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cheong cheong Recent Achievement unlocked: Code Avenger Tier 4/6: You see dead program. A lot!
  • Microsoft kills autopatcher :(

    PaoloM wrote:
    Please, do not use the words "free speech" in this context. They make no sense.

    Besides, have you ever checked the EULA on ALL Windows updates? The one that explicitly specifies that you cannot redistribute them?

    There's no problem if Microsoft kills Autopatcher because they did violates the EULA, but please Microsoft provide some alternatives for people so they can easily install the updates without internet connection.

    You know, people used to burn them into a disk (or perhaps on a flash disk now) and use it to patch machines conveniently, in unattended manner.

    While WSUS could be a convenient alternative, it does require you to install the WSUS client on the machine first, which is not quite desirable when the machine is to be delivered to customers.

  • Microsoft kills autopatcher :(

    Oops, my ex-company use it heavily to patch the systems before delivery. I guess they would have to leave it for the customers to update themselves now... Tongue Out

    kettch wrote:
    The problem with third party patching comes down to accountability. What happens if a Microsoft patching system screws up a system? Microsoft is accountable. What happens if a third party patching system screws up? Microsoft is accountable. What happens if little Timmy gets cancer? Microsoft is accountable.

    People using any community driven project more or less known about the implicit risk imposed by using it.

    And to know whether Microsoft screws up is easy. Just see if others running Windows Update the normal way have problem. If the autopatcher user got a problem that Windows Update users don't, they probably screws up themselves.

    However, from my memory this situation occurred - none. The autopatcher team members have done a really good job to make sure the patches works as it should.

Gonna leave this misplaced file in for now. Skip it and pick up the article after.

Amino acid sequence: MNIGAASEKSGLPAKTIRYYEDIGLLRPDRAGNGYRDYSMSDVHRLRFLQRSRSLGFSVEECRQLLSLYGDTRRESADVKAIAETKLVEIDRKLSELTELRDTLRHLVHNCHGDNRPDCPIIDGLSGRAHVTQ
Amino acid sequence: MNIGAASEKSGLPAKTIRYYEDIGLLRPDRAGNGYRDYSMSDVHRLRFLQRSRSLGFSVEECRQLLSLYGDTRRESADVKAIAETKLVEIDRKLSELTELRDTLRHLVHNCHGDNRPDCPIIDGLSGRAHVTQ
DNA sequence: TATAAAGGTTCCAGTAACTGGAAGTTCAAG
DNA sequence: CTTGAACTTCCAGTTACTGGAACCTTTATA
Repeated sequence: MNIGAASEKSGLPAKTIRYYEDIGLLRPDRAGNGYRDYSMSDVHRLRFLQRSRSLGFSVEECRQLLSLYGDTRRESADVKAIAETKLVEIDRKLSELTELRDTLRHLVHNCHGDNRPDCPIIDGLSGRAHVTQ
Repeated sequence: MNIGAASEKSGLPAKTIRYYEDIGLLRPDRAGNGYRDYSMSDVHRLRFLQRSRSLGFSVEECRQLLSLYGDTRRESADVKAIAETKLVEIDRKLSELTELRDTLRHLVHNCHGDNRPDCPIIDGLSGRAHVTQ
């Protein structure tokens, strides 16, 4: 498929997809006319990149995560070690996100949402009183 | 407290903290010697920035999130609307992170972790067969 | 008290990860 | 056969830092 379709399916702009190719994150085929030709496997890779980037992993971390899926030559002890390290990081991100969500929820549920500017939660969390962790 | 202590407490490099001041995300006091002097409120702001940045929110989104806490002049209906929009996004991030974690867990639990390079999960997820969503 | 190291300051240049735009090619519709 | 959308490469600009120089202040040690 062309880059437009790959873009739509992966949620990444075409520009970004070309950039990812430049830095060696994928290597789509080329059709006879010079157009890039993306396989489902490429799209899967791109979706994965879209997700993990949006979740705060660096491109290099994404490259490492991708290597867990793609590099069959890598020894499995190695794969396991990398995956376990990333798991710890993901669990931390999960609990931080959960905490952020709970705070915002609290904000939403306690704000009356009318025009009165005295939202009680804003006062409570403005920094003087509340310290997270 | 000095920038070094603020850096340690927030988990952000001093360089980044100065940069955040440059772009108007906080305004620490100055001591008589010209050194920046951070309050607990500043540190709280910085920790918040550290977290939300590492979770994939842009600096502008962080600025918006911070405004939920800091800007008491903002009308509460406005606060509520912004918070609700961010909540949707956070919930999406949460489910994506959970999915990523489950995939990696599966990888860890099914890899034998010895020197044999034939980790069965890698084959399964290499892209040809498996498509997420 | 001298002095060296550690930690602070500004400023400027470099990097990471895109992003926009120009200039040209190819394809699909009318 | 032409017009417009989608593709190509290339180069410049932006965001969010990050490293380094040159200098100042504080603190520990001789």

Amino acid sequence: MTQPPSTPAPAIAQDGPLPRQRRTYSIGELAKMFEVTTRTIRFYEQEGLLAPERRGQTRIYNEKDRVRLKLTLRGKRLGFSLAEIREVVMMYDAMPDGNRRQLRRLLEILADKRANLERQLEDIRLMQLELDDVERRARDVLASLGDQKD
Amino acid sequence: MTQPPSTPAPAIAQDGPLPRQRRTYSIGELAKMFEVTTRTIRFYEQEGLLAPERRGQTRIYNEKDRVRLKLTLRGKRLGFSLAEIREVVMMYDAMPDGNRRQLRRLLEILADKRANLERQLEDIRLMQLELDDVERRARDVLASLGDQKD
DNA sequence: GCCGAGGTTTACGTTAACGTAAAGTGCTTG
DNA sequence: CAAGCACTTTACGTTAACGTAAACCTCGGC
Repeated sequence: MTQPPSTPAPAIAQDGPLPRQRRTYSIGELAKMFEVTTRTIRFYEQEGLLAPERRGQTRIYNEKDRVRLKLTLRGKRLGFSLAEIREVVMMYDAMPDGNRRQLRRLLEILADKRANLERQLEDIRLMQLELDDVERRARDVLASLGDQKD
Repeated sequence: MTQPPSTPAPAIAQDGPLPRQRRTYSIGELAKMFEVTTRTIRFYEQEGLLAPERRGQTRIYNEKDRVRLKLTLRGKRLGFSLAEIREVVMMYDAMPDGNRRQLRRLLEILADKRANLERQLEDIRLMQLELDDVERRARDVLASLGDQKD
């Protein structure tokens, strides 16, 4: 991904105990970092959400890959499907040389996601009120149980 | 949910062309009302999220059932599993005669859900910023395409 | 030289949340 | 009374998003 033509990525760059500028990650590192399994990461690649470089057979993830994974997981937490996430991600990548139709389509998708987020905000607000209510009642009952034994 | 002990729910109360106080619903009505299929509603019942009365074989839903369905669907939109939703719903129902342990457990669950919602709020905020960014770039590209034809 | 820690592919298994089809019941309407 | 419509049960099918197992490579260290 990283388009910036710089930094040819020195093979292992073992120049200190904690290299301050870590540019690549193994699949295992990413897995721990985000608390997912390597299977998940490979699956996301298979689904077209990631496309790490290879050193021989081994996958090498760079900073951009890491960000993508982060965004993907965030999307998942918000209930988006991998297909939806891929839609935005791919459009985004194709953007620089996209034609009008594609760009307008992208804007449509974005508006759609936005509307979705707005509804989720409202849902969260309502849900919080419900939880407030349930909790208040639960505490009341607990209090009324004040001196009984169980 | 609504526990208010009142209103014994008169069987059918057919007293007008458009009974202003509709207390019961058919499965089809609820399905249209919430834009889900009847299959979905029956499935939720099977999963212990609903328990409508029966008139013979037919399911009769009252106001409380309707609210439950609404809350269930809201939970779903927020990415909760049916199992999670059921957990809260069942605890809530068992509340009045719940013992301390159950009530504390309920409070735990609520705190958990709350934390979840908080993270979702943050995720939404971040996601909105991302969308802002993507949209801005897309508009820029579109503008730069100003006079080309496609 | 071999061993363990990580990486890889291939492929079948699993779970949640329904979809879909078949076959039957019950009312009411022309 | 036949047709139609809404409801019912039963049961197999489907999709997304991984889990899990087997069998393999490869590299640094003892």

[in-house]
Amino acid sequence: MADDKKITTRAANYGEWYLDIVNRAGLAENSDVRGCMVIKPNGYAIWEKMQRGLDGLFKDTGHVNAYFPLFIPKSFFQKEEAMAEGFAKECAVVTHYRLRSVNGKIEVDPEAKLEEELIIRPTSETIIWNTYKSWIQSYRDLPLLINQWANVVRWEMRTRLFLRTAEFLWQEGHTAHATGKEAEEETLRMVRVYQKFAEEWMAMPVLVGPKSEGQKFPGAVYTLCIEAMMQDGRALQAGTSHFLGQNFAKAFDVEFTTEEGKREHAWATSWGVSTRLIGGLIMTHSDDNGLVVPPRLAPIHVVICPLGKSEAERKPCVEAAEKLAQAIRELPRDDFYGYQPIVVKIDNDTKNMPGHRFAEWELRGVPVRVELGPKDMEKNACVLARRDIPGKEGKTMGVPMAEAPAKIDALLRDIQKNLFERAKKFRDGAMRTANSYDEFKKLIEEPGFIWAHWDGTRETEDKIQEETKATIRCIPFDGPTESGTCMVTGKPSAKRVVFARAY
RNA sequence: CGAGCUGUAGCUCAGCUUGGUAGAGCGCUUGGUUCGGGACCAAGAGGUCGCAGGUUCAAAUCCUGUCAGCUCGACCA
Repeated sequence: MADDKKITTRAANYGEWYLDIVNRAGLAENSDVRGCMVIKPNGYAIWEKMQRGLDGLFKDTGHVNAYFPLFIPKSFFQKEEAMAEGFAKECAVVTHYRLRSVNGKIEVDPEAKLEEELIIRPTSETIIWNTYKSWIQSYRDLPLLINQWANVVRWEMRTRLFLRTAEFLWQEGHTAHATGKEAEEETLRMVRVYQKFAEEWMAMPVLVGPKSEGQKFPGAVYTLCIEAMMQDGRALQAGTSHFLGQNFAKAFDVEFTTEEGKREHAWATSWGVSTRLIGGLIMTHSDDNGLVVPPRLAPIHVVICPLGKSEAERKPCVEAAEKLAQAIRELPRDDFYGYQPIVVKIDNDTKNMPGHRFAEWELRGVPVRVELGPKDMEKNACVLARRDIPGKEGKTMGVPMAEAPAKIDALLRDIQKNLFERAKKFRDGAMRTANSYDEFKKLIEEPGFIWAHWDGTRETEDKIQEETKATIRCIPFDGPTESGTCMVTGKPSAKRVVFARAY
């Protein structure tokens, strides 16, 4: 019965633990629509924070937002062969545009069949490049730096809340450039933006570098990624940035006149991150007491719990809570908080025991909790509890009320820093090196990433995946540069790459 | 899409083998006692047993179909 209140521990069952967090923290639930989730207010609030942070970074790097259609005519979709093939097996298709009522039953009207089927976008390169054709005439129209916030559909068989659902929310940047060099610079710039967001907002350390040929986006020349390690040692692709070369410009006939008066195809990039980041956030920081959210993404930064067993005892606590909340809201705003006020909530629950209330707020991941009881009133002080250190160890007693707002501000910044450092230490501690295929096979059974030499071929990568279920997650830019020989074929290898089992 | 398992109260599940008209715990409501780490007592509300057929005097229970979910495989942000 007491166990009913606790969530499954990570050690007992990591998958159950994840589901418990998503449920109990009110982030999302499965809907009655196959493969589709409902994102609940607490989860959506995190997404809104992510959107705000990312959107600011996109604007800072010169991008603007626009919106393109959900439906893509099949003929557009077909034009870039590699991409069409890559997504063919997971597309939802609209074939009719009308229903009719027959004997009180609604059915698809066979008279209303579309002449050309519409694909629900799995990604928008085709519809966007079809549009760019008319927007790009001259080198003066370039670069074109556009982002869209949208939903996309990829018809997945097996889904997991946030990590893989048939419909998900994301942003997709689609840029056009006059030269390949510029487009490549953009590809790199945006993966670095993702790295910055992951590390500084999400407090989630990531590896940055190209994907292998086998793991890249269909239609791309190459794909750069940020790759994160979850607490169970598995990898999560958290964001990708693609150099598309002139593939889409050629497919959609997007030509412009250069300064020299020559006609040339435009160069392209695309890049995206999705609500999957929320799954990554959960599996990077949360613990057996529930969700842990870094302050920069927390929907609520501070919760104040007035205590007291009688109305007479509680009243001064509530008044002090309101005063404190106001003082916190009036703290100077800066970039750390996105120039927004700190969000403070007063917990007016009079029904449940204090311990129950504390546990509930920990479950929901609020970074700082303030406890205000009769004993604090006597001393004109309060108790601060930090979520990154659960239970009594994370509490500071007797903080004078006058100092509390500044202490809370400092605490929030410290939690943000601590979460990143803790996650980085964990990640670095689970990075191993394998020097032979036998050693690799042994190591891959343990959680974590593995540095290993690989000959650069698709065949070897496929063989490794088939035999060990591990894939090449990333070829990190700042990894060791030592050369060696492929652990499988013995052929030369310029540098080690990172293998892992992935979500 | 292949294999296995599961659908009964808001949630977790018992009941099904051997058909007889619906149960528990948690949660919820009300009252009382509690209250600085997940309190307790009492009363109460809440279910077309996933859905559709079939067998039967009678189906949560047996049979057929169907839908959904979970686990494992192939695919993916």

• PCI-e 16x to PCI-e 1x converter!

    RichardRudek wrote:
    Can someone confirm (from their description - Chinese ?) that it doesn't have an addition power connector(s).

    Then there is the issue of mounting the now taller card into the chasis.

    That page is actually in Japanese, so maybe Sven can help.

    However, at their performance page it seems there's the power problem you predict on some samples. (i.e.: 電源供給がつらそうかも)

  • How to protect Aspnet DLL against decompiler??

    milkcan wrote:

    understand from some articles that there are decompiler tools that can decompile Aspnet DLL into sourceCode like C#,Vb.net and other supported languages by .netframework.

    So, is that means Aspnet DLL of your application can be decompiled  into sourceCode and there is no protection.

    It might help if you use NGen to generate native DLL first, but then again you need to know exactly what version of .NET the target platform is running, and which type of CPU it's using.

    However, since .NET have to support reflection, it still leaves significant amount of information in the DLL and can decompile easier than other type of DLLs.

    milkcan wrote:
    So, it means that it is not saved to host your aspnet application in Web Hosting service??

    Note that it's still relatively more "secure" than ASP, PHP, JSP, etc. as their pages are saved in plain script text. And even Java binaries can be decompiled.

    If you're really that concern about "security", you might take a look at CGI programming. They're normal console application (that could have been written in whatever language) so it's relatively difficult to decompile (really, you can't stop someone decompile it to ASM codes), however their functionalities are quite limited.